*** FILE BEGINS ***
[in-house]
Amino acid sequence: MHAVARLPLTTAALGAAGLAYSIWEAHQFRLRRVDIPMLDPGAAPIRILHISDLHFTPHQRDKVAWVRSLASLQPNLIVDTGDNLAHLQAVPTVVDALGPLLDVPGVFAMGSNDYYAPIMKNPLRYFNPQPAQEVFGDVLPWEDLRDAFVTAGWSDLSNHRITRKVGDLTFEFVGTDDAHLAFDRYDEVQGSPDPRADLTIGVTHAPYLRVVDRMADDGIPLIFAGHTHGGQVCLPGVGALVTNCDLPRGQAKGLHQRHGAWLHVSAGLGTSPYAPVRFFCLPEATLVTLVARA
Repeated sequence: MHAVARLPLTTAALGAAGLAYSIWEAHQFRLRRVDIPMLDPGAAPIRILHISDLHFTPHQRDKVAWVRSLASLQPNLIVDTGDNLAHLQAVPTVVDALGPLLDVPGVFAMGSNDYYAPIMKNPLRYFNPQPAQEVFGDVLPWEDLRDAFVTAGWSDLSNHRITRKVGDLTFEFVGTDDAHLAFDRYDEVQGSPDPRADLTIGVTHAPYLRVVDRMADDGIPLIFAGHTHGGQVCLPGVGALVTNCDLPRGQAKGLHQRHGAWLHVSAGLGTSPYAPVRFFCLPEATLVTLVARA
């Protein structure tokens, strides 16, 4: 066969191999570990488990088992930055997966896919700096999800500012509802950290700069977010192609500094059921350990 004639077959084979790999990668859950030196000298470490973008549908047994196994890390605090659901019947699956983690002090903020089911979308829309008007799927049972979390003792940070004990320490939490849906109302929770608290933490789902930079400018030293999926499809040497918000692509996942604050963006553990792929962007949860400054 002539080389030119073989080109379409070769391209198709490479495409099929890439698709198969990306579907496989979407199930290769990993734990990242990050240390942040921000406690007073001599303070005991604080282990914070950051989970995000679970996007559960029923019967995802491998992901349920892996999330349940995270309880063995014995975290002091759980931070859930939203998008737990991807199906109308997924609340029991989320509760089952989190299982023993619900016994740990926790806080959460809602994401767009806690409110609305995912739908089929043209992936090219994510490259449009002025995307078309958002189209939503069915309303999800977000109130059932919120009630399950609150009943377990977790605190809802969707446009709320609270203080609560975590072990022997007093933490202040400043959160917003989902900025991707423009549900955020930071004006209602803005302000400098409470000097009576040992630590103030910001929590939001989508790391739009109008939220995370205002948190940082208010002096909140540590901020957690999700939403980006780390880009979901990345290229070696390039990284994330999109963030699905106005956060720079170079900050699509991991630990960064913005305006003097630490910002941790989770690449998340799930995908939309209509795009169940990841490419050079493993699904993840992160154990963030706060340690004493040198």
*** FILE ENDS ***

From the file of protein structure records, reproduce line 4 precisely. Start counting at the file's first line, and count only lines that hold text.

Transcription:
């Protein structure tokens, strides 16, 4: 066969191999570990488990088992930055997966896919700096999800500012509802950290700069977010192609500094059921350990 004639077959084979790999990668859950030196000298470490973008549908047994196994890390605090659901019947699956983690002090903020089911979308829309008007799927049972979390003792940070004990320490939490849906109302929770608290933490789902930079400018030293999926499809040497918000692509996942604050963006553990792929962007949860400054 002539080389030119073989080109379409070769391209198709490479495409099929890439698709198969990306579907496989979407199930290769990993734990990242990050240390942040921000406690007073001599303070005991604080282990914070950051989970995000679970996007559960029923019967995802491998992901349920892996999330349940995270309880063995014995975290002091759980931070859930939203998008737990991807199906109308997924609340029991989320509760089952989190299982023993619900016994740990926790806080959460809602994401767009806690409110609305995912739908089929043209992936090219994510490259449009002025995307078309958002189209939503069915309303999800977000109130059932919120009630399950609150009943377990977790605190809802969707446009709320609270203080609560975590072990022997007093933490202040400043959160917003989902900025991707423009549900955020930071004006209602803005302000400098409470000097009576040992630590103030910001929590939001989508790391739009109008939220995370205002948190940082208010002096909140540590901020957690999700939403980006780390880009979901990345290229070696390039990284994330999109963030699905106005956060720079170079900050699509991991630990960064913005305006003097630490910002941790989770690449998340799930995908939309209509795009169940990841490419050079493993699904993840992160154990963030706060340690004493040198």